Japan claims world first: DLN gas turbine combustors verified on 100% hydrogen

26 October 2020

Japan’s New Energy and Industrial Technology Development Organization (NEDO), Kawasaki Heavy Industries, Ltd and Obayashi Corporation have announced “successful technology verification, for the first time worldwide, of 100% hydrogen-fuelled gas turbine operation with dry low NOx (DLN) combustion.”

Above: Hydrogen-fuelled gas turbine cogen demonstration facility, Kobe City


The key enabling technology is a new combustor concept developed by Kawasaki, applying its “micro-mix” combustion principle.

The tests have been carried out as part of Japan’s “Technology Development Project for Building a Hydrogen-based Society”.

Further technology verification tests, with the supply of electricity and heat generated by the hydrogen-fuelled gas turbine cogeneration system (1100 kWe/2800 kWt) to nearby facilities in Kobe City’s Port Island, are planned to start this autumn.

NEDO, Kawasaki and Obayashi conducted a previous demonstration of 100% hydrogen-fuelled gas turbine based cogeneration in 2017/18, working in co-operation with Kobe City and Kansai Electric Power Co. But for these earlier tests the gas turbine combustors were of the diffusion (premix) type rather than DLN, with water injection to suppress NOx generation due to local high temperature areas in the combustion zone.

This trial was also believed to constitute a world first as “for the first time worldwide, both electricity and heat were supplied from a 100% hydrogen-fuelled cogeneration system”.

Kawasaki has been developing 100% hydrogen-fuelled DLN gas turbine combustion technology since FY 2019. In the latest verification tests the focus has been on improving electrical efficiency and reducing NOx emissions with DLN technology. The water injection required with diffusion burners reduces electrical efficiency due to evaporation of water spray in the hot combustion gas. DLN technology improves efficiency and lowers NOx but when used with hydrogen, high combustion speeds can result in flashback.

Kawasaki’s micro-mix combustion technology, which employs “ultra-small hydrogen-fueled flames” in the gas turbine combustor, aims to address the issue of achieving stable hydrogen combustion as well as low NOx.


Above: Gas turbine (left) with DLN burner employing Kawasaki’s “micro-mix” combustion technology


As gas turbine DLN combustor hydrogen trials continue, it is also planned to start parallel verification tests this autumn at the Kobe City facility on an integrated energy management system for the hydrogen fuel and the heat and electricity supplied to local community facilities.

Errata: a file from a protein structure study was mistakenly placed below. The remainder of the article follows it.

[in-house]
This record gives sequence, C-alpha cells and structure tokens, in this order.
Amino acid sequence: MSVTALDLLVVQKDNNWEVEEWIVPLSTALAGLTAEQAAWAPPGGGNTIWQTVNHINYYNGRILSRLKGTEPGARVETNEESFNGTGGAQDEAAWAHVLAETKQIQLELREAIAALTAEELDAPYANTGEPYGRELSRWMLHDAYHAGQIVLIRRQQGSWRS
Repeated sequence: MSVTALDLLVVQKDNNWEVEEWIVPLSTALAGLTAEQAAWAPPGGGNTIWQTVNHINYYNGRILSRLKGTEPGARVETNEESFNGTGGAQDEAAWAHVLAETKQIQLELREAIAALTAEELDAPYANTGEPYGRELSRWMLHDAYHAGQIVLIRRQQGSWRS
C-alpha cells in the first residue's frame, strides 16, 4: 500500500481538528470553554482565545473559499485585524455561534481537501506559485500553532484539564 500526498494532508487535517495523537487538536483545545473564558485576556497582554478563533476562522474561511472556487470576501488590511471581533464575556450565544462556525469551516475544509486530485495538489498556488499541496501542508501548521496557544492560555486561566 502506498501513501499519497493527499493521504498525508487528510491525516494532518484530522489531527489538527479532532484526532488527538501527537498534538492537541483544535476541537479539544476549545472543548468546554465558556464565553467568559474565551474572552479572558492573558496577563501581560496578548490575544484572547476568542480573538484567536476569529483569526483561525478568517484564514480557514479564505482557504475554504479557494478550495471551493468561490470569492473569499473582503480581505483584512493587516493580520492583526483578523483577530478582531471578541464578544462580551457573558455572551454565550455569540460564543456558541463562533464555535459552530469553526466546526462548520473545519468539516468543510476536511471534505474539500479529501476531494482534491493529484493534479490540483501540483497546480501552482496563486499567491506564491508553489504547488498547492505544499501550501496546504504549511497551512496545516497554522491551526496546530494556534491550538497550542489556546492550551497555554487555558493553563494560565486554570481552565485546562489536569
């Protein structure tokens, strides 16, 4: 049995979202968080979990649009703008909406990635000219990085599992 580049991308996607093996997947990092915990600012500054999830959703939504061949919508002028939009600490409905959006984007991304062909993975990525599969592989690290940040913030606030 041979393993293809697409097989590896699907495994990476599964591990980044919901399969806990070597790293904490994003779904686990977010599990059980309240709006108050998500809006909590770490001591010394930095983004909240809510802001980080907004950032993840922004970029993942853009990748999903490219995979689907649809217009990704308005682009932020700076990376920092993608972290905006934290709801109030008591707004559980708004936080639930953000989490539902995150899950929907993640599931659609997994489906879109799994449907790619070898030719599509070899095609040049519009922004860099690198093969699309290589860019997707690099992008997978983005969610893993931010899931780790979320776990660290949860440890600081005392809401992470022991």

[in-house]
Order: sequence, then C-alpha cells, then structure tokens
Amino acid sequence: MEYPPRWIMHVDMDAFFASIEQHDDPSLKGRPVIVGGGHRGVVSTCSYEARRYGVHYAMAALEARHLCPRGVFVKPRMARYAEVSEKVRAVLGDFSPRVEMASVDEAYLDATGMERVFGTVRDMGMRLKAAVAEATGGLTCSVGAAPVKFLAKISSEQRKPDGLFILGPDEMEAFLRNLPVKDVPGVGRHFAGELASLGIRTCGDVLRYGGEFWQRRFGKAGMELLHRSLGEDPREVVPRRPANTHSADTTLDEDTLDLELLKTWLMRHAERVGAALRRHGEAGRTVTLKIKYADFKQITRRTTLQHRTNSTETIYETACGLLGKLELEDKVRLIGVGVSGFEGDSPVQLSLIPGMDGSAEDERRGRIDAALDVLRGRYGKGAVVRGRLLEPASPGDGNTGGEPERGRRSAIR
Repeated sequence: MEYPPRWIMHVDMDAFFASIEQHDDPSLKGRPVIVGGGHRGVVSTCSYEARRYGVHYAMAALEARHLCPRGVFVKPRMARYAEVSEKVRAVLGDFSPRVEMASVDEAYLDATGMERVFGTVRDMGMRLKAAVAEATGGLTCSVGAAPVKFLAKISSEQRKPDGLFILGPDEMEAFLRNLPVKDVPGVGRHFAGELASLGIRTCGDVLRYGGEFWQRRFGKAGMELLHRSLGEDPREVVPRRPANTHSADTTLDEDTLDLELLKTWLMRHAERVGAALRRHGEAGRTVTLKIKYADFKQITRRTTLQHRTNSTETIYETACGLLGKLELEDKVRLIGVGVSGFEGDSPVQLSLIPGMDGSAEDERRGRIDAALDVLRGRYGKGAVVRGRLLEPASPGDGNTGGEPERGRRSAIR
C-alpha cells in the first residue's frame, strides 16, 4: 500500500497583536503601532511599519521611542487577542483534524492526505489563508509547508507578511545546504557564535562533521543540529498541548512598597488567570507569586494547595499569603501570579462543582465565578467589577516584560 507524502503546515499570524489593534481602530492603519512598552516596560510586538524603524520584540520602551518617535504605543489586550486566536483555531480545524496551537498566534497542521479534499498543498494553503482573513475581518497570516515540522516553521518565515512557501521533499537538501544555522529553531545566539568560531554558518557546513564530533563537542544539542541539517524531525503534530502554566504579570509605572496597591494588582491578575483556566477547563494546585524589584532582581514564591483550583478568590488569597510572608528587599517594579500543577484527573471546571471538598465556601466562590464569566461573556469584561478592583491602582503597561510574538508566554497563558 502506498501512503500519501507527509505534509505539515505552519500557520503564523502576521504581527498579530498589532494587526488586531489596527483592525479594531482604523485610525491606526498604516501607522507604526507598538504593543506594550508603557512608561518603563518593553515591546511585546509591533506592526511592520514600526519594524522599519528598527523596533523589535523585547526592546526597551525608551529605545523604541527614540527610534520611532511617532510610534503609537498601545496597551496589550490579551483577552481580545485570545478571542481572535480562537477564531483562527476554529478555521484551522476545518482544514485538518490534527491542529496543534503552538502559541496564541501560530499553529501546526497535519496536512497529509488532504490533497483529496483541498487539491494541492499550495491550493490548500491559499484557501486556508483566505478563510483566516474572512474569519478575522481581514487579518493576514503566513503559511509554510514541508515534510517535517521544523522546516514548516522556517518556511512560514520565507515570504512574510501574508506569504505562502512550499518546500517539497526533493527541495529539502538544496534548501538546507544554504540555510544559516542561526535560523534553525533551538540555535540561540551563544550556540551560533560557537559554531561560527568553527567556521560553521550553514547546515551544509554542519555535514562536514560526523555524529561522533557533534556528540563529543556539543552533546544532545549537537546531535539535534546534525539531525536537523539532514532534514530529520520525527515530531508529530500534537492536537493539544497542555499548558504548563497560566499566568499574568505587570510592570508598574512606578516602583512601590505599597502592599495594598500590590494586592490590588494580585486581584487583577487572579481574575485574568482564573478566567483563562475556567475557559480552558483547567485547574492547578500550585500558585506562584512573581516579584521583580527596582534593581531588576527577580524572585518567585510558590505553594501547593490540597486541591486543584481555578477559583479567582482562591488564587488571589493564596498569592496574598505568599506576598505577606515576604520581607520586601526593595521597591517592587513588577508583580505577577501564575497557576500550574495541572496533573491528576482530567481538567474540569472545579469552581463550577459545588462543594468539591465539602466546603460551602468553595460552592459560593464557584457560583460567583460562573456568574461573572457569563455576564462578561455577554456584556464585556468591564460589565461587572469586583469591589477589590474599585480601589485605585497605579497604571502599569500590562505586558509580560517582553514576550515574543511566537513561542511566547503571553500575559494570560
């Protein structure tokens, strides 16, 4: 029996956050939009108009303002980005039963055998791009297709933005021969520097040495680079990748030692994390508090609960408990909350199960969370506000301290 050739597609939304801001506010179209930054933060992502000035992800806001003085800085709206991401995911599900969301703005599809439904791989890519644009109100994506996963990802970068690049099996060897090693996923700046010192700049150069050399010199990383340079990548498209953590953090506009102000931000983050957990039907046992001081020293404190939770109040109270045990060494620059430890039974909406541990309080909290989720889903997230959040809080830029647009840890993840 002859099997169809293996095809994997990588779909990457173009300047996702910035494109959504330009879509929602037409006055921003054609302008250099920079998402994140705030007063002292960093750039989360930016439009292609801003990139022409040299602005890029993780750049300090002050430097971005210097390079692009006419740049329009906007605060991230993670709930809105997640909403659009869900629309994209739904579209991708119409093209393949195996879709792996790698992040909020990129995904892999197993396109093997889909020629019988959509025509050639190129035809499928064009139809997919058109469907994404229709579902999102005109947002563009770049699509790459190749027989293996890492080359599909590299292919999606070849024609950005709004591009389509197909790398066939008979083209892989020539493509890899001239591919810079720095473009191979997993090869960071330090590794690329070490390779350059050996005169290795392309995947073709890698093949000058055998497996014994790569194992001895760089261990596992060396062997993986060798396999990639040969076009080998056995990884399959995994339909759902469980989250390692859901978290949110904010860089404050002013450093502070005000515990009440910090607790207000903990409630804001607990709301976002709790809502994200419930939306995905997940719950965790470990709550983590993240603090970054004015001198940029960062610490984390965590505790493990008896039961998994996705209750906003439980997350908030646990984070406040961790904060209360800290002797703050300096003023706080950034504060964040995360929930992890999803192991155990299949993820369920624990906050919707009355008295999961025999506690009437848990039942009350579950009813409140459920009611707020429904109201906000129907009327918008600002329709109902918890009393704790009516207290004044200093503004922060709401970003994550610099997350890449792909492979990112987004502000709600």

In addition, Obayashi is pursuing research into a system capable of effectively leveraging the cold generated by the liquefied hydrogen at –253°C (1 atm). An evaporator is used to revert the liquefied hydrogen, needed as fuel for the gas turbine, back into gaseous form, but “currently the cold from the evaporator is not being put to any meaningful use.”

Furthermore, during the summer and other times of the year when outside air temperatures are high, increases in gas turbine intake-air temperatures lead to reduced electric output, and disparities with outside air temperatures cause frosting on the evaporator used for liquefied hydrogen, which necessitates power plant stoppages in order to remove the frost. Obayashi’s research aims to harness the cold resulting from gasification of liquefied hydrogen in order to lower the gas turbine intake-air temperature, thus increasing power output and efficiency in the hot summer months when demand for electric power is high.


Above: Structure of a gas turbine intake-air system that utilises cooling provided by liquefied hydrogen


Obayashi researchers also hope to utilise an intermediate thermal medium (such as propane gas) in order to remove cold from the liquefied hydrogen and prevent evaporator frosting, thus enabling continued, uninterrupted system operation.

If this system is fully developed for practical applications in the future, it will be possible to prevent wasting of cold provided by the liquefied hydrogen and achieve higher efficiency for the energy management system overall.

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